When I got home I complained to my wife about the baby boom and went up to bed.  I quickly fell into a very deep sleep.  Four hours later I was a different person.  My head was clear, my thoughts were sharper, and my mood was better.  I had accomplished nothing \”productive\” but had changed everything.

As I lay in bed after my rest, I thought about things.  I don\’t think I am unusual in my unrested state.  We are all looking for peace and comfort, but we seek it in the wrong way: by doing instead of being. Rest is a very self-centered thing, it is about being.  You can\’t do it for someone else and you exclude others as you do it.  The focus of rest is on being nonproductive, and that makes doers like me very anxious that we are being selfish.  But I don\’t do my family, friends, or patients any good by running on empty.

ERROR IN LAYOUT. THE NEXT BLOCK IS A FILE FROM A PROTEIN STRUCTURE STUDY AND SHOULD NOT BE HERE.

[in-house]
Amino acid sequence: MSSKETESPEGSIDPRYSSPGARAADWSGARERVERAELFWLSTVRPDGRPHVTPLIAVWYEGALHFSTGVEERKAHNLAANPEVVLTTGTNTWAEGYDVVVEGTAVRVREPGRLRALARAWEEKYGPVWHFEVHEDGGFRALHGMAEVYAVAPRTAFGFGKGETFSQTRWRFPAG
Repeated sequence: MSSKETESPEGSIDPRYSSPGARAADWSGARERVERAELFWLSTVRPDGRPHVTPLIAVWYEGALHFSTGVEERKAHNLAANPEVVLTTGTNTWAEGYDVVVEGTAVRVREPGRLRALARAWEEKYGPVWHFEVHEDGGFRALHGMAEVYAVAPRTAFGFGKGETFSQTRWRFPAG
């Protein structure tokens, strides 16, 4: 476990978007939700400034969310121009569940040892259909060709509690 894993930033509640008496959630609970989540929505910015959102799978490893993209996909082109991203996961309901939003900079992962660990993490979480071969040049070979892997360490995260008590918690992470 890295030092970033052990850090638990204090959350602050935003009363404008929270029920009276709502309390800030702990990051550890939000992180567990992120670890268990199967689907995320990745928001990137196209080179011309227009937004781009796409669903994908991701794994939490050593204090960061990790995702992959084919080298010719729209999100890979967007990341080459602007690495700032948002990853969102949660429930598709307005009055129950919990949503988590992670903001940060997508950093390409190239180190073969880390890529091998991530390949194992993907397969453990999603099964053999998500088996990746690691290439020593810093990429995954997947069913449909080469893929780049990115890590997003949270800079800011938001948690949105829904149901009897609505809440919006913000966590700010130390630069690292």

There still are a lot of things to be done in my life.  I have to log in to my office and see what work piled up, my kids have homework and there is laundry to be folded.  But my rest has added substance to my view of myself.  I took care of myself, so now all of those tasks don\’t seem like a hamster wheel.  Instead of sucking life out of me, they are simply things that I need to do.  This all may seem obvious to some of my readers, but I have just realized how important it is to rest.

I have heard it said that the most important advice anywhere is that given by flight attendants every time a flight prepares to take off: \”If you are sitting next to a young child, first place the oxygen mask over your own face so that you can help those around you.\”  We aren\’t much good to others if we are empty or ragged.  It may seem selfish to put the oxygen mask over our face first, but it really just enables us to be of greater use to others.